An oil-stained pelican is cleaned and nursed back to health
NAVARRE BEACH, Florida -- A coat of oil stretches for miles along the Gulf Islands National Seashore, and it sat there untouched most of the day Saturday.
It's the worst beached oil we've seen so far, with streams of oil dotting the coast as far as the eye can see.
"We don't know how long we'll ever get to be on our beaches again," said Glenda Patterson of Pensacola Beach. "So it's a sad moment right now."
We first spotted the oil at 9:30 a.m. Saturday and it was still there at 5 p.m. when our crews went back to check on it. This is despite press releases stating that any oil washing onshore would be picked up "immediately."
"This is my home," said Cassie Lee of Navarre Beach. "This is my community and it's going to take generations for our sea life to come back."
Meanwhile, a wildlife recovery station has opened in Escambia County. Slick-covered pelicans are starting to arrive, with crews nursing them back to health.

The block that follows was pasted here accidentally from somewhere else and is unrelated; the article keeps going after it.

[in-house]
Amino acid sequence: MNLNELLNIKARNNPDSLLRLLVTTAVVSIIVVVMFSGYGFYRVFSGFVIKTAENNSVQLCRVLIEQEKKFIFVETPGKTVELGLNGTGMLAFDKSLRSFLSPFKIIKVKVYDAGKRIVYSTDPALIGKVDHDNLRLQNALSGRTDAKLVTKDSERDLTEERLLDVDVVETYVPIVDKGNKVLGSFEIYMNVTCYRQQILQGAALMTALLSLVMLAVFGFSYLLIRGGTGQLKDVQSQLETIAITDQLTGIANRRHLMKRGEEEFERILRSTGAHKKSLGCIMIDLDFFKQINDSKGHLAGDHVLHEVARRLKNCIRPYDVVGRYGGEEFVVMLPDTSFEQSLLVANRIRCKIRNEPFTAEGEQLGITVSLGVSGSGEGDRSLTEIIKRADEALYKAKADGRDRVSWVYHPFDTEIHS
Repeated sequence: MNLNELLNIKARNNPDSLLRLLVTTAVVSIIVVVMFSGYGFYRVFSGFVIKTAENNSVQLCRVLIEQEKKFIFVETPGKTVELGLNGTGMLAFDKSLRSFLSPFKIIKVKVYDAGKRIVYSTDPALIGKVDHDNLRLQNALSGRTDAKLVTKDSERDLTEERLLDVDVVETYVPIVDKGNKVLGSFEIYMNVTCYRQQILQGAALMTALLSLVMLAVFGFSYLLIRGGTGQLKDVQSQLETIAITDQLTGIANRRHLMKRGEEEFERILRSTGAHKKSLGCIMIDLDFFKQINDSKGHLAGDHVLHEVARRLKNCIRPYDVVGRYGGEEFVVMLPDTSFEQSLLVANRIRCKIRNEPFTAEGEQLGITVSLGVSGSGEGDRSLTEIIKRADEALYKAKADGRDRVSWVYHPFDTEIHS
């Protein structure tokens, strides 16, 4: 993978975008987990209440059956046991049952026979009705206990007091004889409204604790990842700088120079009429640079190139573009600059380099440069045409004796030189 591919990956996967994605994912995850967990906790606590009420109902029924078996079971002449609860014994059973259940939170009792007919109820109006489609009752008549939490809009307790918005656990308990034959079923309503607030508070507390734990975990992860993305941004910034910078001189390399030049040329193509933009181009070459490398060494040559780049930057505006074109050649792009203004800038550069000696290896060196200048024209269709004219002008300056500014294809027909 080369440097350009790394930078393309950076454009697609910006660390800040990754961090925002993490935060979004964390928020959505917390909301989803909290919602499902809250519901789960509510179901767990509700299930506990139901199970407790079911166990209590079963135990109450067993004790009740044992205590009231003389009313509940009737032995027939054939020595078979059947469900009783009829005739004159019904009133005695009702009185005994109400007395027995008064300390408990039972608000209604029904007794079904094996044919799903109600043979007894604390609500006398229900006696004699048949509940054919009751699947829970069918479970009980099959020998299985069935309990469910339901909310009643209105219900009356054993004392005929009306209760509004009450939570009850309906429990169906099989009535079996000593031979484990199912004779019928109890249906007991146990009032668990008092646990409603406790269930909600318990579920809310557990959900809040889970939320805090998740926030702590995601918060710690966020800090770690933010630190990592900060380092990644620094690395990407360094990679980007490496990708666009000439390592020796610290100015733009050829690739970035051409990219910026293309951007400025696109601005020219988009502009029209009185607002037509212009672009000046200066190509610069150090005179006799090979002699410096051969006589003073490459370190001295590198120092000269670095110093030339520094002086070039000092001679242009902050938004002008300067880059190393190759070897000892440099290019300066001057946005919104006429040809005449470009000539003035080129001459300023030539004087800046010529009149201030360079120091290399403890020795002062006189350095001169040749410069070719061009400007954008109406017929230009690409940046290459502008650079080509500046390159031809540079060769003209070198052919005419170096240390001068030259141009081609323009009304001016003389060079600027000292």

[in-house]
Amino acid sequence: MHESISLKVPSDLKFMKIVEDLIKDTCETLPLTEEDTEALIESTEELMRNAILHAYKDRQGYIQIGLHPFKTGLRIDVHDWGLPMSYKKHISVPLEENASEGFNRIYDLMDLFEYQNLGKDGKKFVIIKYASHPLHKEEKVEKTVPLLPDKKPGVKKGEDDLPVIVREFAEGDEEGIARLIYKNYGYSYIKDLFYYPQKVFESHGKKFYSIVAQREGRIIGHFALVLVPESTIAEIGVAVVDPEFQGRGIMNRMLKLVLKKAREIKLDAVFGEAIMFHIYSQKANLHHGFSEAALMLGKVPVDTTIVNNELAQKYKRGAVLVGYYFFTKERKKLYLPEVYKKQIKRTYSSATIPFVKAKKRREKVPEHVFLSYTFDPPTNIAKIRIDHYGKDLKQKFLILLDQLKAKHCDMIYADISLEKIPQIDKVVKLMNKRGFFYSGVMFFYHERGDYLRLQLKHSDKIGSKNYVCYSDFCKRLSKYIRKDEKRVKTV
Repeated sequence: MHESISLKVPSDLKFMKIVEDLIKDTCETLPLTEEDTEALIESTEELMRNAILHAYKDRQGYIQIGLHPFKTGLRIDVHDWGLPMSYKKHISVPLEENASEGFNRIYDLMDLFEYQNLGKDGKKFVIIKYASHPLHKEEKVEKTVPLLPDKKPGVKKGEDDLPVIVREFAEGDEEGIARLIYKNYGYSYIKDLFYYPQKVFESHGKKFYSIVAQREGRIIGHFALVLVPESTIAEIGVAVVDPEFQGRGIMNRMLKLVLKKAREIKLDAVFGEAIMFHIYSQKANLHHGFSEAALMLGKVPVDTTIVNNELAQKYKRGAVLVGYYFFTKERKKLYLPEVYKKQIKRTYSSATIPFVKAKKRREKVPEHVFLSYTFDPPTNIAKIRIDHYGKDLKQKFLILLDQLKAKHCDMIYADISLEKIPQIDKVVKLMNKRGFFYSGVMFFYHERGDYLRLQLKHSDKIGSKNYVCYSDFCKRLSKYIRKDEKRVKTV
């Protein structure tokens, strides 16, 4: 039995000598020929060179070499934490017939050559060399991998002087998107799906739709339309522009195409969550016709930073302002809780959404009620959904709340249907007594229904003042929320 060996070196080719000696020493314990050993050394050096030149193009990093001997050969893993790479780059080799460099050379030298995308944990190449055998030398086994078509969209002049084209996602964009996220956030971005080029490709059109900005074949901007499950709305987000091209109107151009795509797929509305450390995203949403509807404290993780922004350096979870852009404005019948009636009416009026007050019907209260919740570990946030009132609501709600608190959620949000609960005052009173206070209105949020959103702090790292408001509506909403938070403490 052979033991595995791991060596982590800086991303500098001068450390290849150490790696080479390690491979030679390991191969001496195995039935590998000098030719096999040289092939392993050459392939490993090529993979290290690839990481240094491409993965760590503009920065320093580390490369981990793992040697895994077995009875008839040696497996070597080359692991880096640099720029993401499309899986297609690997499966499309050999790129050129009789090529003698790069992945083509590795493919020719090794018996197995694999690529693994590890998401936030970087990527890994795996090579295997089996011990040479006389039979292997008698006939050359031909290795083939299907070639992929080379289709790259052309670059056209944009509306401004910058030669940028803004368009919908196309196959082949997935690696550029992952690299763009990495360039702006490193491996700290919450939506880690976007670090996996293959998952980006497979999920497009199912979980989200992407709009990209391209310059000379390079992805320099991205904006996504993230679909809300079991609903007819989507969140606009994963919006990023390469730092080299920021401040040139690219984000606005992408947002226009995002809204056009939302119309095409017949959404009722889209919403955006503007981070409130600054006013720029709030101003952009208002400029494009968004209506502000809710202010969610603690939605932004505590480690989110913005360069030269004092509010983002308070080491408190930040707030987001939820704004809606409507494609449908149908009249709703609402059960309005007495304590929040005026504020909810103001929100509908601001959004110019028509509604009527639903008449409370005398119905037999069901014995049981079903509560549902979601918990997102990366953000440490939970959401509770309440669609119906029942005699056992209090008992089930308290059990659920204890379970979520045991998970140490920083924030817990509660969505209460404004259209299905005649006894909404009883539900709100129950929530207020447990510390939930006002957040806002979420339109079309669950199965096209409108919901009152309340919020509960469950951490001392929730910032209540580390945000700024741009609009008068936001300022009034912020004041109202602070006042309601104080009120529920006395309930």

Gallery: Oil spill in Gulf of Mexico
It's a labor-intensive job, scraping oil from inside the bird's mouth and all over their bodies. Already in Florida, the U.S. Fish & Wildlife agency reports seven dead pelicans; 38 dead across the gulf region.
"We're prepared for the worst," said Tom MacKenzie of U.S. Fish & Wildlife. "We have crews ready to respond quickly that are pre-positioned along the coast."
Crews have scooped up more than 500 of the tar globs. Off-shore skimmers have recovered a dozen larger tar mats.
Poll: Should the media continue to show images of oil spilled animals?
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